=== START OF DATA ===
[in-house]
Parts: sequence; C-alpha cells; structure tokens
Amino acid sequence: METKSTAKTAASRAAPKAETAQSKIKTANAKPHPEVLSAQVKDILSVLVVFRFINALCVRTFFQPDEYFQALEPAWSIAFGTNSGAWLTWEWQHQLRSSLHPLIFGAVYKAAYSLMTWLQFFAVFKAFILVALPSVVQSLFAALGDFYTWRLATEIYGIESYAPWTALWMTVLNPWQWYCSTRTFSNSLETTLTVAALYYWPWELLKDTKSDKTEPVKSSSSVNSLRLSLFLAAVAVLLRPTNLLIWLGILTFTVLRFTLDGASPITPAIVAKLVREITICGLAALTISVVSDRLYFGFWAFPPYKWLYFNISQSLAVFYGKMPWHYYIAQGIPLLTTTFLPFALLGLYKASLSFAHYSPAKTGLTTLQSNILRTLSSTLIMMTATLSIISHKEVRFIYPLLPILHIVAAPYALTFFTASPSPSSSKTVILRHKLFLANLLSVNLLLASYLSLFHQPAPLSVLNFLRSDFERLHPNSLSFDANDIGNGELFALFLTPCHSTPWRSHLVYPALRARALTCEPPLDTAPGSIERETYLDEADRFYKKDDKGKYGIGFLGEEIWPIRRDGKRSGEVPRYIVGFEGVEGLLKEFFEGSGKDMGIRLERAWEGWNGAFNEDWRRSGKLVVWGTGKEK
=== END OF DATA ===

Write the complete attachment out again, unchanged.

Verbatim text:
[in-house]
Parts: sequence; C-alpha cells; structure tokens
Amino acid sequence: METKSTAKTAASRAAPKAETAQSKIKTANAKPHPEVLSAQVKDILSVLVVFRFINALCVRTFFQPDEYFQALEPAWSIAFGTNSGAWLTWEWQHQLRSSLHPLIFGAVYKAAYSLMTWLQFFAVFKAFILVALPSVVQSLFAALGDFYTWRLATEIYGIESYAPWTALWMTVLNPWQWYCSTRTFSNSLETTLTVAALYYWPWELLKDTKSDKTEPVKSSSSVNSLRLSLFLAAVAVLLRPTNLLIWLGILTFTVLRFTLDGASPITPAIVAKLVREITICGLAALTISVVSDRLYFGFWAFPPYKWLYFNISQSLAVFYGKMPWHYYIAQGIPLLTTTFLPFALLGLYKASLSFAHYSPAKTGLTTLQSNILRTLSSTLIMMTATLSIISHKEVRFIYPLLPILHIVAAPYALTFFTASPSPSSSKTVILRHKLFLANLLSVNLLLASYLSLFHQPAPLSVLNFLRSDFERLHPNSLSFDANDIGNGELFALFLTPCHSTPWRSHLVYPALRARALTCEPPLDTAPGSIERETYLDEADRFYKKDDKGKYGIGFLGEEIWPIRRDGKRSGEVPRYIVGFEGVEGLLKEFFEGSGKDMGIRLERAWEGWNGAFNEDWRRSGKLVVWGTGKEK